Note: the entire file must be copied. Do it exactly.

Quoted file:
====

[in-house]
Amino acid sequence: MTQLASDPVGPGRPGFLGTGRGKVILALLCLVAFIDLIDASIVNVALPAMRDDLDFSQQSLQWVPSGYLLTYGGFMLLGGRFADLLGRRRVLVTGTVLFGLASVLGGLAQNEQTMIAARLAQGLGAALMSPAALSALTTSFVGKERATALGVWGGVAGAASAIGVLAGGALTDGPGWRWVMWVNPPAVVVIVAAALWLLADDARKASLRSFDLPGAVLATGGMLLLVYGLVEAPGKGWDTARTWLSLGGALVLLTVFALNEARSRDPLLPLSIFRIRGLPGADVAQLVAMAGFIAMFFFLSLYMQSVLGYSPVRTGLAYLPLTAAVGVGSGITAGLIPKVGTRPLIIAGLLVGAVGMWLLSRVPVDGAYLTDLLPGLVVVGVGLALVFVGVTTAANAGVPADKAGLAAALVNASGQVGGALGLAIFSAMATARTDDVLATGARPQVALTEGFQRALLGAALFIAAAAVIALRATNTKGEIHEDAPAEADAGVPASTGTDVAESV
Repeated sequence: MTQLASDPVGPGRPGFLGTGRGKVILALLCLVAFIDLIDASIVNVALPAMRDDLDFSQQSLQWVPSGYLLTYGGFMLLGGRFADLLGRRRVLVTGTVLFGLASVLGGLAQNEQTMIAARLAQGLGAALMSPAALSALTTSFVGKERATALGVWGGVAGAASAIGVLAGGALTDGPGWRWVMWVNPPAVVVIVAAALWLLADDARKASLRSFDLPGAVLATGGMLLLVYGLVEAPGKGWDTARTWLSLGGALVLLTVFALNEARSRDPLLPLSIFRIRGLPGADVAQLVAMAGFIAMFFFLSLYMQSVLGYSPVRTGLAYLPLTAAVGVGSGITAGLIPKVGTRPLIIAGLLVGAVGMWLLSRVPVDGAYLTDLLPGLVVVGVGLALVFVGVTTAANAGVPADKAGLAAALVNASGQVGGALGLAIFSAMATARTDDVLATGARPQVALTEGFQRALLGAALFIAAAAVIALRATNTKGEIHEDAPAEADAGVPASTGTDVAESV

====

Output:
[in-house]
Amino acid sequence: MTQLASDPVGPGRPGFLGTGRGKVILALLCLVAFIDLIDASIVNVALPAMRDDLDFSQQSLQWVPSGYLLTYGGFMLLGGRFADLLGRRRVLVTGTVLFGLASVLGGLAQNEQTMIAARLAQGLGAALMSPAALSALTTSFVGKERATALGVWGGVAGAASAIGVLAGGALTDGPGWRWVMWVNPPAVVVIVAAALWLLADDARKASLRSFDLPGAVLATGGMLLLVYGLVEAPGKGWDTARTWLSLGGALVLLTVFALNEARSRDPLLPLSIFRIRGLPGADVAQLVAMAGFIAMFFFLSLYMQSVLGYSPVRTGLAYLPLTAAVGVGSGITAGLIPKVGTRPLIIAGLLVGAVGMWLLSRVPVDGAYLTDLLPGLVVVGVGLALVFVGVTTAANAGVPADKAGLAAALVNASGQVGGALGLAIFSAMATARTDDVLATGARPQVALTEGFQRALLGAALFIAAAAVIALRATNTKGEIHEDAPAEADAGVPASTGTDVAESV
Repeated sequence: MTQLASDPVGPGRPGFLGTGRGKVILALLCLVAFIDLIDASIVNVALPAMRDDLDFSQQSLQWVPSGYLLTYGGFMLLGGRFADLLGRRRVLVTGTVLFGLASVLGGLAQNEQTMIAARLAQGLGAALMSPAALSALTTSFVGKERATALGVWGGVAGAASAIGVLAGGALTDGPGWRWVMWVNPPAVVVIVAAALWLLADDARKASLRSFDLPGAVLATGGMLLLVYGLVEAPGKGWDTARTWLSLGGALVLLTVFALNEARSRDPLLPLSIFRIRGLPGADVAQLVAMAGFIAMFFFLSLYMQSVLGYSPVRTGLAYLPLTAAVGVGSGITAGLIPKVGTRPLIIAGLLVGAVGMWLLSRVPVDGAYLTDLLPGLVVVGVGLALVFVGVTTAANAGVPADKAGLAAALVNASGQVGGALGLAIFSAMATARTDDVLATGARPQVALTEGFQRALLGAALFIAAAAVIALRATNTKGEIHEDAPAEADAGVPASTGTDVAESV